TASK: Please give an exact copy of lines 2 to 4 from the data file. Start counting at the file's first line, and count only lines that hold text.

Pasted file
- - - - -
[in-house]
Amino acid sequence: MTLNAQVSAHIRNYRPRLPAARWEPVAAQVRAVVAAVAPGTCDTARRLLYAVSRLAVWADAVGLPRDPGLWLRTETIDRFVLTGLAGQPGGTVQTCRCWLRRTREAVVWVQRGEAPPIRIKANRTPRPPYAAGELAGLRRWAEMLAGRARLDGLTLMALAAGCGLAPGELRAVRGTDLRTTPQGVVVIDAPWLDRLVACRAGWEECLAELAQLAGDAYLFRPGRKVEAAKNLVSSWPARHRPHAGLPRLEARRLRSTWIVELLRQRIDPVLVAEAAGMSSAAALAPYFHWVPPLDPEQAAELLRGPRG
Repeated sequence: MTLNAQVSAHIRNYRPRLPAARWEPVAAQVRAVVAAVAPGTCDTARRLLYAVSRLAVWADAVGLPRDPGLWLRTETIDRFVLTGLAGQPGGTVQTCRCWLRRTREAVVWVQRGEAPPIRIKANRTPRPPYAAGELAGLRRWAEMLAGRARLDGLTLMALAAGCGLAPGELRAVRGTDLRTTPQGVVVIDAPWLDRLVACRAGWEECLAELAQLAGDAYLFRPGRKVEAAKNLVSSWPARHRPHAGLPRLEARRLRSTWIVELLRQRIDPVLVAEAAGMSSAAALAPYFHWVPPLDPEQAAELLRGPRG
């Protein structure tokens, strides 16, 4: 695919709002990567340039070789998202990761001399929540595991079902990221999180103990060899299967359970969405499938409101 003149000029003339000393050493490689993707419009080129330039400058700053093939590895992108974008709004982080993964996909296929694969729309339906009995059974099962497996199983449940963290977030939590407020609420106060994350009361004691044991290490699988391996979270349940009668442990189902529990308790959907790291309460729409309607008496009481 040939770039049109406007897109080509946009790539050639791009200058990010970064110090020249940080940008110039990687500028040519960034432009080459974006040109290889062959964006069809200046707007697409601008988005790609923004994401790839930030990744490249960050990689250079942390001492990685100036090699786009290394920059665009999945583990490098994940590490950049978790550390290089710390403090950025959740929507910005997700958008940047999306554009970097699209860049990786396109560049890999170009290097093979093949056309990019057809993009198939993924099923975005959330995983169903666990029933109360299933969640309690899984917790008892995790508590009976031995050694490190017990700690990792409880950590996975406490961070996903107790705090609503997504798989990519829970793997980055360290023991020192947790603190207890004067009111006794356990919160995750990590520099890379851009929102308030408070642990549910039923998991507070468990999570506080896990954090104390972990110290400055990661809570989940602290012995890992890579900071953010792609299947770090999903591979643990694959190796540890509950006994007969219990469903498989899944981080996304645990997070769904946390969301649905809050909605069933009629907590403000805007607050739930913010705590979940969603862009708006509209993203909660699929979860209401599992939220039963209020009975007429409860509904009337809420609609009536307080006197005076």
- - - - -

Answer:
Amino acid sequence: MTLNAQVSAHIRNYRPRLPAARWEPVAAQVRAVVAAVAPGTCDTARRLLYAVSRLAVWADAVGLPRDPGLWLRTETIDRFVLTGLAGQPGGTVQTCRCWLRRTREAVVWVQRGEAPPIRIKANRTPRPPYAAGELAGLRRWAEMLAGRARLDGLTLMALAAGCGLAPGELRAVRGTDLRTTPQGVVVIDAPWLDRLVACRAGWEECLAELAQLAGDAYLFRPGRKVEAAKNLVSSWPARHRPHAGLPRLEARRLRSTWIVELLRQRIDPVLVAEAAGMSSAAALAPYFHWVPPLDPEQAAELLRGPRG
Repeated sequence: MTLNAQVSAHIRNYRPRLPAARWEPVAAQVRAVVAAVAPGTCDTARRLLYAVSRLAVWADAVGLPRDPGLWLRTETIDRFVLTGLAGQPGGTVQTCRCWLRRTREAVVWVQRGEAPPIRIKANRTPRPPYAAGELAGLRRWAEMLAGRARLDGLTLMALAAGCGLAPGELRAVRGTDLRTTPQGVVVIDAPWLDRLVACRAGWEECLAELAQLAGDAYLFRPGRKVEAAKNLVSSWPARHRPHAGLPRLEARRLRSTWIVELLRQRIDPVLVAEAAGMSSAAALAPYFHWVPPLDPEQAAELLRGPRG
């Protein structure tokens, strides 16, 4: 695919709002990567340039070789998202990761001399929540595991079902990221999180103990060899299967359970969405499938409101 003149000029003339000393050493490689993707419009080129330039400058700053093939590895992108974008709004982080993964996909296929694969729309339906009995059974099962497996199983449940963290977030939590407020609420106060994350009361004691044991290490699988391996979270349940009668442990189902529990308790959907790291309460729409309607008496009481 040939770039049109406007897109080509946009790539050639791009200058990010970064110090020249940080940008110039990687500028040519960034432009080459974006040109290889062959964006069809200046707007697409601008988005790609923004994401790839930030990744490249960050990689250079942390001492990685100036090699786009290394920059665009999945583990490098994940590490950049978790550390290089710390403090950025959740929507910005997700958008940047999306554009970097699209860049990786396109560049890999170009290097093979093949056309990019057809993009198939993924099923975005959330995983169903666990029933109360299933969640309690899984917790008892995790508590009976031995050694490190017990700690990792409880950590996975406490961070996903107790705090609503997504798989990519829970793997980055360290023991020192947790603190207890004067009111006794356990919160995750990590520099890379851009929102308030408070642990549910039923998991507070468990999570506080896990954090104390972990110290400055990661809570989940602290012995890992890579900071953010792609299947770090999903591979643990694959190796540890509950006994007969219990469903498989899944981080996304645990997070769904946390969301649905809050909605069933009629907590403000805007607050739930913010705590979940969603862009708006509209993203909660699929979860209401599992939220039963209020009975007429409860509904009337809420609609009536307080006197005076």